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RBS to sell India retail business to raise funds

RBS to sell India retail business to raise funds
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First Published: Thu, Mar 19 2009. 11 35 PM IST

 Distress sale? RBS Group chairman Philip Hampton. Bloomberg
Distress sale? RBS Group chairman Philip Hampton. Bloomberg
Updated: Thu, Mar 19 2009. 11 35 PM IST
Mumbai: The beleaguered Royal Bank of Scotland Group Plc. (RBS) is actively scouting for a buyer for its retail and commercial banking assets in India.
Distress sale? RBS Group chairman Philip Hampton. Bloomberg
RBS Group chairman Philip Hampton met the Indian banking regulator on Thursday to formally start the exercise. It has given a mandate to Morgan Stanley to look for a buyer for its retail and commercial banking assets across Asia.
RBS, 70% owned by the UK government, announced a record £24.1 billion (Rs1.73 trillion) loss for fiscal 2008 in February, the biggest in British corporate history. It is selling its non-core businesses in select markets to raise funds.
“India is our core market and a very critical part of our business. It will continue to remain so. We will strengthen our wholesale and investment banking businesses here but sell the retail and SME (small and medium enterprises) businesses,” Hampton said.
In India, it is present through 31 branches and has 10,000 employees following the acquisition of the Asian operations of ABN Amro Bank NV in 2007.
According to Hampton, RBS would not need so many branches for its wholesale, investment banking and wealth management operations—the three businesses the bank will not sell. But he declined to say whether it will sell branch licences or surrender them.
These branches are critical for the valuation of India assets of RBS as foreign banks find it difficult to secure branch licences here. Under the World Trade Organization norms, the Reserve Bank of India is expected to issue 12 such licences a year. It issues many more licences but they are never enough as most foreign banks want to expand their business in Asia’s third largest economy, which was growing at about 9% till last year.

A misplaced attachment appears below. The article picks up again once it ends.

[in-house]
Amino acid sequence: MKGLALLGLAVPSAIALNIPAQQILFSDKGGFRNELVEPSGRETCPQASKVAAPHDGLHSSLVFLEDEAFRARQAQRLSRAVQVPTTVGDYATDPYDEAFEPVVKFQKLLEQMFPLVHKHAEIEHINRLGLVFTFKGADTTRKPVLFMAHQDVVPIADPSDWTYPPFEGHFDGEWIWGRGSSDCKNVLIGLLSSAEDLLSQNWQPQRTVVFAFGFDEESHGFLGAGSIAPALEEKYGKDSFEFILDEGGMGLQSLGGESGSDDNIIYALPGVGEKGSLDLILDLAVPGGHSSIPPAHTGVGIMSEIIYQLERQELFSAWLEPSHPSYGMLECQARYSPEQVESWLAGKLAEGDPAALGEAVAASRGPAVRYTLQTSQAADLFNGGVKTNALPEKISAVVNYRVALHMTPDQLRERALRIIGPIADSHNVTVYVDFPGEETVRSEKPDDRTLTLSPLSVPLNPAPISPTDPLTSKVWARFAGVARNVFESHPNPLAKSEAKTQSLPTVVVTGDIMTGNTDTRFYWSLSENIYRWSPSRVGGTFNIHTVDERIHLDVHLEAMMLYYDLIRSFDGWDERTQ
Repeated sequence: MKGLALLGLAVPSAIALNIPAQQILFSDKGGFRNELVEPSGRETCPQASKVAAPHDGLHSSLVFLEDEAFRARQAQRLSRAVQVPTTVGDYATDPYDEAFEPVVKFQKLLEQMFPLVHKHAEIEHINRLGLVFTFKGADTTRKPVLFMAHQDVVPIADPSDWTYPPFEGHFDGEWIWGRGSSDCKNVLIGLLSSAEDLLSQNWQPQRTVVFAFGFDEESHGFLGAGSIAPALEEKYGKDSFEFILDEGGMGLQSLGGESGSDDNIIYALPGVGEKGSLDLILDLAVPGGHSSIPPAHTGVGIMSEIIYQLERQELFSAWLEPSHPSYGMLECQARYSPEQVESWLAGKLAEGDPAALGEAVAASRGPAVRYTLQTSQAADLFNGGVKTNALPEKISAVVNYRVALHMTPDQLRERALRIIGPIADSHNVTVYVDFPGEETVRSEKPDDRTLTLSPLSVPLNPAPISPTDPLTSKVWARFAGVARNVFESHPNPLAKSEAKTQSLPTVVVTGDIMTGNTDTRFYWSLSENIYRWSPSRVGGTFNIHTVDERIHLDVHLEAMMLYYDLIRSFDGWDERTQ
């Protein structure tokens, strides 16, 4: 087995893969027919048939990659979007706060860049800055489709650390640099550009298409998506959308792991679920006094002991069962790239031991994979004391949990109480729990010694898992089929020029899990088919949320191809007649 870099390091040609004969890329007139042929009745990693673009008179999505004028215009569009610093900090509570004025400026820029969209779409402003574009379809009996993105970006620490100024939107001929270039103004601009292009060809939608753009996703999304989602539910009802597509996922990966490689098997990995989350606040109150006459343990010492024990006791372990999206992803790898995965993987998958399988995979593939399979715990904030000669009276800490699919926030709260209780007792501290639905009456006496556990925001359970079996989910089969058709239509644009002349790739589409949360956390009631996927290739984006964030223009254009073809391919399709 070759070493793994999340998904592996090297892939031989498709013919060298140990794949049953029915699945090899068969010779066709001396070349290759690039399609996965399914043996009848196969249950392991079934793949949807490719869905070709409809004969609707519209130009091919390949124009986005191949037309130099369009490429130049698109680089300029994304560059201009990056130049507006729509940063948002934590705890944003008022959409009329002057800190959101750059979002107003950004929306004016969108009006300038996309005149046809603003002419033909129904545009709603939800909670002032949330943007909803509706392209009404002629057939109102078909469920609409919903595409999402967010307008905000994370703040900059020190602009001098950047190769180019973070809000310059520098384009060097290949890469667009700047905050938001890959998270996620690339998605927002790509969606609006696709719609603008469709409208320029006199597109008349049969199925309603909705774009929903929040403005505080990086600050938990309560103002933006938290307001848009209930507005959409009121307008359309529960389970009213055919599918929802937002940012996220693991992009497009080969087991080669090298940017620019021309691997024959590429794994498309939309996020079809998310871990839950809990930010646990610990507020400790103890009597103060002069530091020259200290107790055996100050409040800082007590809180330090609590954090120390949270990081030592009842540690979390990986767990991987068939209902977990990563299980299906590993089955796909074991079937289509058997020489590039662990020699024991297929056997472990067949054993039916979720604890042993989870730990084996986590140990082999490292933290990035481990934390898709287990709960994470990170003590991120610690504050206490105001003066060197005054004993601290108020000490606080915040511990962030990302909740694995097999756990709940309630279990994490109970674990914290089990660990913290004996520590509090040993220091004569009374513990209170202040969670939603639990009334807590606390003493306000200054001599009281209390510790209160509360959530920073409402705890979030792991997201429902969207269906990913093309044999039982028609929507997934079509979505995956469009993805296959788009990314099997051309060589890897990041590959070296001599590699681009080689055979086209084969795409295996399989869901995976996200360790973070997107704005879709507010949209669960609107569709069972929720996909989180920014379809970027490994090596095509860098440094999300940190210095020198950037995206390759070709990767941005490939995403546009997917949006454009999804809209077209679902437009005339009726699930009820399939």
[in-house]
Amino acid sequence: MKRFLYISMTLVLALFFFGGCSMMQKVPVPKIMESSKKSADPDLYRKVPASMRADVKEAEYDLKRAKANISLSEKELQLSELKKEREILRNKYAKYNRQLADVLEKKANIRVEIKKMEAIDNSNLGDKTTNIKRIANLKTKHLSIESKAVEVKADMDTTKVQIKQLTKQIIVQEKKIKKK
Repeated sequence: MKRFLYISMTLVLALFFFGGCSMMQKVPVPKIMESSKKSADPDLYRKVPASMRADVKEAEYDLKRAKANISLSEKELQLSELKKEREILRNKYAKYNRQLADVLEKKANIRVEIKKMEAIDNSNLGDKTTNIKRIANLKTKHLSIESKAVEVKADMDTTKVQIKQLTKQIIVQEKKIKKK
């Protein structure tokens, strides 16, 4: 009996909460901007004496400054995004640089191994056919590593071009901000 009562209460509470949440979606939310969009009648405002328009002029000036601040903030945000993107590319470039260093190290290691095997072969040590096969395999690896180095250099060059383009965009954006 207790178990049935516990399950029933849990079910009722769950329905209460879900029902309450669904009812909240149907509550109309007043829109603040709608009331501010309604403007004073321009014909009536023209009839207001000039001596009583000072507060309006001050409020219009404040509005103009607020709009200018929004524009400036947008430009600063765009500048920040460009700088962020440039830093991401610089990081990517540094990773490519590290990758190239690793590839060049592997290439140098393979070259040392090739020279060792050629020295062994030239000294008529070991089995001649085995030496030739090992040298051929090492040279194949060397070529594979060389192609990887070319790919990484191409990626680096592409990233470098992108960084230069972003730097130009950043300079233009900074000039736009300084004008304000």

“It all depends on the regulator. We want to complete the sale within a reasonable time,” Hampton said. “We are open to all (suitors). It could be an international bank which is already present here; an international bank which is seeking a re-entry into India or even a local private bank. It could be a bank which has presence in retail business or is not present but wants to start retail business.”
Australia and New Zealand Banking Group Ltd (ANZ), Hongkong and Shanghai Banking Corp. Ltd and Standard Chartered Bank Plc. are reportedly in the race to acquire ABN Amro’s retail and commercial operations here. Kotak Mahindra Bank Ltd, too, is in the race.
The bank’s loan assets in India grew 28% to Rs36,617 crore in fiscal 2008, from Rs28,518 crore in 2007, but India operations reported a 27% decline in net profit for 2007-08 to Rs280.60 crore, from Rs385.30 crore in the previous fiscal year.
Hampton said the wholesale and investment banking businesses which include corporate banking, treasury operations, cash management, export and trade finance, account for 70% of its business in Asia Pacific. “Our long-term growth prospects are in these segments and India is very critical here. We can’t have full competitive strength in every market. We can’t be everything, everywhere,” he said.
The wholesale and investment banking businesses, along with wealth management, employ about 300 people and the bank’s business process outsourcing and information technology related units employ another 7,500.
The Asia business reported an operating loss of £113 million in 2008, against an operating loss of £20 million the previous fiscal. The British bank, in an analyst presentation, had said: “The bank saw good growth in the private banking and cards and consumer finance business, while increased business investment was driving cost growth.” It, however, added that “the?increased provisioning was related primarily to Indian franchise.”
Impairments in the Asia retail and commercial banking increased by 44% to £171 million, reflecting an increase in provisioning levels across a number of consumer finance markets in the region.
With economic growth slowing down, banks in India are seeing rising defaults in their consumer finance business and almost all of them are shrinking their retail assets such as credit cards and consumer loans.
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First Published: Thu, Mar 19 2009. 11 35 PM IST